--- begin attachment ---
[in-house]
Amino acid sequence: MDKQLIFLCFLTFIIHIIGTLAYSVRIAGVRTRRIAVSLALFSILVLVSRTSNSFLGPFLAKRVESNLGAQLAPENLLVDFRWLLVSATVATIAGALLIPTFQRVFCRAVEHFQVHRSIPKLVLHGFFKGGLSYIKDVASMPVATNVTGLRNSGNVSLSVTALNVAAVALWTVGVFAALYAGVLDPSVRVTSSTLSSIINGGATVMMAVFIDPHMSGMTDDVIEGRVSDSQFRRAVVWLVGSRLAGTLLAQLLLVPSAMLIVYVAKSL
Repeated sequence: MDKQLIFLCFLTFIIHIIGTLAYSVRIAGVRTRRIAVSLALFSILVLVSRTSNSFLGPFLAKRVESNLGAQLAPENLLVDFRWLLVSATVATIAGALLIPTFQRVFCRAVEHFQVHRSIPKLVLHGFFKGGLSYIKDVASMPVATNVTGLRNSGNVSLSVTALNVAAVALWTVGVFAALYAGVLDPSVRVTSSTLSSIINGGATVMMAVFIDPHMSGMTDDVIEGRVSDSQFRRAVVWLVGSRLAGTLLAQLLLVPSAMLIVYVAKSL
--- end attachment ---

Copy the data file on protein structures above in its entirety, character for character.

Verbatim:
[in-house]
Amino acid sequence: MDKQLIFLCFLTFIIHIIGTLAYSVRIAGVRTRRIAVSLALFSILVLVSRTSNSFLGPFLAKRVESNLGAQLAPENLLVDFRWLLVSATVATIAGALLIPTFQRVFCRAVEHFQVHRSIPKLVLHGFFKGGLSYIKDVASMPVATNVTGLRNSGNVSLSVTALNVAAVALWTVGVFAALYAGVLDPSVRVTSSTLSSIINGGATVMMAVFIDPHMSGMTDDVIEGRVSDSQFRRAVVWLVGSRLAGTLLAQLLLVPSAMLIVYVAKSL
Repeated sequence: MDKQLIFLCFLTFIIHIIGTLAYSVRIAGVRTRRIAVSLALFSILVLVSRTSNSFLGPFLAKRVESNLGAQLAPENLLVDFRWLLVSATVATIAGALLIPTFQRVFCRAVEHFQVHRSIPKLVLHGFFKGGLSYIKDVASMPVATNVTGLRNSGNVSLSVTALNVAAVALWTVGVFAALYAGVLDPSVRVTSSTLSSIINGGATVMMAVFIDPHMSGMTDDVIEGRVSDSQFRRAVVWLVGSRLAGTLLAQLLLVPSAMLIVYVAKSL